Secondly, it means that I need to quit being super nostalgic about the past and start finding things to like about the present, a la Midnight in Paris. [If you haven't seen it already, I really recommend it - the casting and script and cinematography were all perfect.]

So many famous actors: Marion Cotillard, Rachel McAdams, Tom Hiddleston, Kathy Bates, Alison Pill, Adrian Brody, Michael Sheen, Carla Bruni...and Owen Wilson, who really can act.
Continuing with this pop culture theme, I recently rewatched several episodes of Castle. 

[And Mr. and Mrs. Smith was on so I watched that again too – in Spanish, because I hadn't figured out how to change the language yet. Undoubtedly one of the best Spanish language dubs I have ever come across.] 

[I’m not just watching American stuff though, I promise. Telemundo has a channel with all their ridiculously goofy telenovelas, so I've been watching one of those on weeknights.  And there’s a Spanish hospital show, and plenty of Spanish period dramas.]

But anyway, the Castle episodes were all from last season, which I couldn’t resist, especially because they started with "Still," a.k.a. the best flashback episode ever created. Two episodes later [they were going backwards, apparently] was the Bigfoot one, where once again we see Castle ready to believe in everything imaginable and Beckett being skeptical. I am super realistic and practical about just about everything, so it really hit me when she said she didn’t need to believe in Bigfoot or zombies or ghosts – she believes in the magic of everyday things.
The most perfect incredulous look. Stana Katic is brilliant.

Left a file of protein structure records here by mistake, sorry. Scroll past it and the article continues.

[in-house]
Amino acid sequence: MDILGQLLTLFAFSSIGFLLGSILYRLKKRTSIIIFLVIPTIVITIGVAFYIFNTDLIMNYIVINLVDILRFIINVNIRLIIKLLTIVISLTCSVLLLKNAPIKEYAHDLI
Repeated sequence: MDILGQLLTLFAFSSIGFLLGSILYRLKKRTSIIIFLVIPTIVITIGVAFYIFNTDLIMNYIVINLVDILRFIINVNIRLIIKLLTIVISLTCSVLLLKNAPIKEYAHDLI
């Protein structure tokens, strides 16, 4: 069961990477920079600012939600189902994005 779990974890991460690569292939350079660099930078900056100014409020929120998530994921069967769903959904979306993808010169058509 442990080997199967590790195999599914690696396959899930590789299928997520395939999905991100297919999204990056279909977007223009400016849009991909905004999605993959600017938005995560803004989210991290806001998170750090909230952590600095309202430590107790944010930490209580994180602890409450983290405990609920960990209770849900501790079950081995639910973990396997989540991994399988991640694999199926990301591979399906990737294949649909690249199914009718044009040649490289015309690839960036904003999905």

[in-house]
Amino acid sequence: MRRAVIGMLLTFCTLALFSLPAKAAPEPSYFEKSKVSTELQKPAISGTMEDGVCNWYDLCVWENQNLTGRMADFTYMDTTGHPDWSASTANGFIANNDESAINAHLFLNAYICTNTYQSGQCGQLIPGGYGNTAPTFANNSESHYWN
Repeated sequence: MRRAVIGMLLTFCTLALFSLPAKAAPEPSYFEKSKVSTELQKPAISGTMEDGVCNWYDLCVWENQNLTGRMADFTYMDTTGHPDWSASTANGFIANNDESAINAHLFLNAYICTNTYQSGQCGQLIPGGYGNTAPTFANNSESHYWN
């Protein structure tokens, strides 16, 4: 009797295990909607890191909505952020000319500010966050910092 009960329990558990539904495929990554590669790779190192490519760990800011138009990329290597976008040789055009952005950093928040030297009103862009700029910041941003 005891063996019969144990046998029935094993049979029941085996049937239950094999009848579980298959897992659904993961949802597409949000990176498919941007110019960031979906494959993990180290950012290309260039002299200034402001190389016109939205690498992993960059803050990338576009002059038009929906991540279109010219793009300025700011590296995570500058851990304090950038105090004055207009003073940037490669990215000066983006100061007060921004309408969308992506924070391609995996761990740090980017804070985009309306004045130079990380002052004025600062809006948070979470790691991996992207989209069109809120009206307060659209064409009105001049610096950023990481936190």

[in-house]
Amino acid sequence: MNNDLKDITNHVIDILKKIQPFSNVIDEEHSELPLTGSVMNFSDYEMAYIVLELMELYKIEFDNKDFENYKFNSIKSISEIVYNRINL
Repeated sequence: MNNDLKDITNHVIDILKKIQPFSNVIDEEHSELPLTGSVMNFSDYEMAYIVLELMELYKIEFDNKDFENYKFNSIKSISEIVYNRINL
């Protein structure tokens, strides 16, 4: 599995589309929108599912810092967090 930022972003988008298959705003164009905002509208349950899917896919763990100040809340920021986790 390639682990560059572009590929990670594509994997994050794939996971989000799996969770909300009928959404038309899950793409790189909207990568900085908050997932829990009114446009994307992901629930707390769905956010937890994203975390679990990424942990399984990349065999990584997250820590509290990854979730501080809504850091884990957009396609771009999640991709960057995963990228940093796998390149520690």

I think that’s why I work so well with little kids - they are still curious. Everything is new and amazing and magical to them. Daily life doesn’t have to be boring. It’s an infectious idea. And yet, I forget so often. It's hard to remind myself to appreciate and enjoy life when that self-critical inner voice starts nagging me.

Today, however, that's been really easy to do. All because it snowed! For at least 30 minutes. Actually, as I've been writing/editing this post, there have been a few more snow flurries. No matter how many times I've seen the same thing in Texas - although I always seem to miss the biggest snowfalls - it's still amazing and magical that it's happening here, in Spain, in the middle of the day, in November.

And I haven't even needed to turn the heat on.
Even though I started writing this post weeks ago, I knew there was something missing. So I waited, and in the meantime I started some more posts, about books and charity and Spain, that also need to wait. But now I feel a perfect clarity about the ending. The day has come, the snow has come, the magic has come. That was the something else I needed.

Wednesday, November 13, 2013

Everyday Life in Spain

Seven weeks ago today, I was boarding a plane to Madrid (via Miami). Time really has been flying by on me - I feel like I've hardly done anything other than work, sleep, and watch TV (in Spanish, of course). It's been amazing to visit so many ancient ruins, beautiful churches, and lovely parks. But I think now is a good time for me to share a list I've been compiling since day one: the biggest differences I've noticed between small-town-Spain and big-city-Texas.